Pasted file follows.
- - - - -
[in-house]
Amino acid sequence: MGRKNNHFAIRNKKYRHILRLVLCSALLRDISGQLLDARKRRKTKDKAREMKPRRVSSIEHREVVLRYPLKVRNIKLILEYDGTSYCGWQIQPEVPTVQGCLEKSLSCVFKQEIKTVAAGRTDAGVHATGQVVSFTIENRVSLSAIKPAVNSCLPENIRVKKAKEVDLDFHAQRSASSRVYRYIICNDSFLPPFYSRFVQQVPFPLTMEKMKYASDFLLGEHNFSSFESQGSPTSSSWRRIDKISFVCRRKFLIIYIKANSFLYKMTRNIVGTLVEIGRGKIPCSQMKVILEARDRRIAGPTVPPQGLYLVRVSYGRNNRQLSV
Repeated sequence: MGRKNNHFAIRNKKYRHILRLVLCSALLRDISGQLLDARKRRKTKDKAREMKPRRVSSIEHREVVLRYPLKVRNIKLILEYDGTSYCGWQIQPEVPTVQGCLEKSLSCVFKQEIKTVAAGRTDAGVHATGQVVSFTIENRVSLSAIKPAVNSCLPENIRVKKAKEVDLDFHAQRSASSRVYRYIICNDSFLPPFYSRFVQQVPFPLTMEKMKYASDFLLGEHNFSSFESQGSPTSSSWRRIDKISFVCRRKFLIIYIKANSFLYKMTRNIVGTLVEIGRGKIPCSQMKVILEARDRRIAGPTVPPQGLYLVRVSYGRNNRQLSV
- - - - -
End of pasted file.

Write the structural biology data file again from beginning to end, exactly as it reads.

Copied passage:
[in-house]
Amino acid sequence: MGRKNNHFAIRNKKYRHILRLVLCSALLRDISGQLLDARKRRKTKDKAREMKPRRVSSIEHREVVLRYPLKVRNIKLILEYDGTSYCGWQIQPEVPTVQGCLEKSLSCVFKQEIKTVAAGRTDAGVHATGQVVSFTIENRVSLSAIKPAVNSCLPENIRVKKAKEVDLDFHAQRSASSRVYRYIICNDSFLPPFYSRFVQQVPFPLTMEKMKYASDFLLGEHNFSSFESQGSPTSSSWRRIDKISFVCRRKFLIIYIKANSFLYKMTRNIVGTLVEIGRGKIPCSQMKVILEARDRRIAGPTVPPQGLYLVRVSYGRNNRQLSV
Repeated sequence: MGRKNNHFAIRNKKYRHILRLVLCSALLRDISGQLLDARKRRKTKDKAREMKPRRVSSIEHREVVLRYPLKVRNIKLILEYDGTSYCGWQIQPEVPTVQGCLEKSLSCVFKQEIKTVAAGRTDAGVHATGQVVSFTIENRVSLSAIKPAVNSCLPENIRVKKAKEVDLDFHAQRSASSRVYRYIICNDSFLPPFYSRFVQQVPFPLTMEKMKYASDFLLGEHNFSSFESQGSPTSSSWRRIDKISFVCRRKFLIIYIKANSFLYKMTRNIVGTLVEIGRGKIPCSQMKVILEARDRRIAGPTVPPQGLYLVRVSYGRNNRQLSV